Although feeling sluggish Nick Wills made it comfortably through to the semi-finals of the 1500m at the IAAF World Championships in London.

Racing in the second of three heats and needing to finish in the first six or the next six fastest times Wills finished fifth in 3:42.75 and 16th out of the 24 who qualified.

"It felt really comfortable, my wife said its going to feel rusty the first race, but I said dont worry I feel amazing. But I really tried to back off from my warm up and not do too much to get excited as the biggest challenge is getting into the race and theres less than 24 hours before turn around to the semi-final," said a relaxed Willis.

"All that mattered was getting through using as little possible energy.

"I felt a little sluggish but not tired from working too hard, as much as it is to get out of third gear.

"There werent as many guys challenging in the home straight as I thought there might be, so that was fortunate.

"I expected Robby Andrews and Ryan Gregson to come flying by but they didnt and I was able to jog it in the last 30 metres without having to fight to the line," said Willis.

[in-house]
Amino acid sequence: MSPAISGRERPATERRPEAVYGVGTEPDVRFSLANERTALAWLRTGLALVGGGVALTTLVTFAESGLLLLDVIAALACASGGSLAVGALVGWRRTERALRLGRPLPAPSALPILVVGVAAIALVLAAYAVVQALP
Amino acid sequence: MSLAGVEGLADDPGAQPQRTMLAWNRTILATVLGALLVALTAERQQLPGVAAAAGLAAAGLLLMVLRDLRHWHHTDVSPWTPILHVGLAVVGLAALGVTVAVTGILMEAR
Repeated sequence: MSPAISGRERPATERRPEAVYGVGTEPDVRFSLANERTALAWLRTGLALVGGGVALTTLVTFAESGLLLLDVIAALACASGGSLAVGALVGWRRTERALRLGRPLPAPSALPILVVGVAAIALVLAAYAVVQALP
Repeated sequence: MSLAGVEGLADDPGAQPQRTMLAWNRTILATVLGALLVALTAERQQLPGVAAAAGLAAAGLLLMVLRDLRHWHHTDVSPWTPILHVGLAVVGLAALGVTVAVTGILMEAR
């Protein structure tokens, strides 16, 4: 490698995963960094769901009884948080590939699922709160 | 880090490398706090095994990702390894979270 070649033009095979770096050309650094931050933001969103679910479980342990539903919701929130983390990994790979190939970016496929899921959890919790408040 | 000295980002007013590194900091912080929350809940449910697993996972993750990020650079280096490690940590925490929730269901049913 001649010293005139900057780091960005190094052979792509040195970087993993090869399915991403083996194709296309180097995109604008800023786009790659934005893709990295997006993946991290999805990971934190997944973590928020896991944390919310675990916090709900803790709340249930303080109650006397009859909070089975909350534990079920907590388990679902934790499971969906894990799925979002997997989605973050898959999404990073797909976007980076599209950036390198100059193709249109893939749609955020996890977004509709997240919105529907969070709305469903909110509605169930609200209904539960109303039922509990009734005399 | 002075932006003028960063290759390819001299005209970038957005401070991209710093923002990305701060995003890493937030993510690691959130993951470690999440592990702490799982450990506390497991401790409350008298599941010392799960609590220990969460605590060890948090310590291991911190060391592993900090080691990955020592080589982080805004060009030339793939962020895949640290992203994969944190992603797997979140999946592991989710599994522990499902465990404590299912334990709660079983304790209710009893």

The 34 year old is attending his sixth World Championships and although he has won gold at the 2006 Commonwealth Games, and a silver in 2008 and a bronze last year in Rio at the Olympic Games but never won a medal at a World Championships. He made the semi-final in 2005, was tenth in 2007, 12th in 2011, reached the semi-final in 2013 and in Beijing in 2015 was sixth.

Working with his coach Ron Warhurst the three times New Zealand champion with a personal best of 3:29.66 in Monaco in 2015 is pleased with his fitness.

"I hoped that it would finally click. I had a couple of indicators at the longer distance work I did but it wasnt clicking for the faster stuff until about ten days ago when I did a work out that I do before my big races and that was right up there with what I did before Rio and before a couple of my 3:29s so that indicates things are going well and to execute it in a race is another thing and hopefully I have enough strength to get through the three rounds at 34 years of age. Thats probably the biggest challenge as you age is the recovery time.

"Ive got my dinner (sesame chicken and rice and pesto pasta) ready to eat on the bus ride home, straight into the bath tub with ice and then massage and hopefully fall asleep before 3am," he said.

- This story has been automatically published using a media release from Athletics New Zealand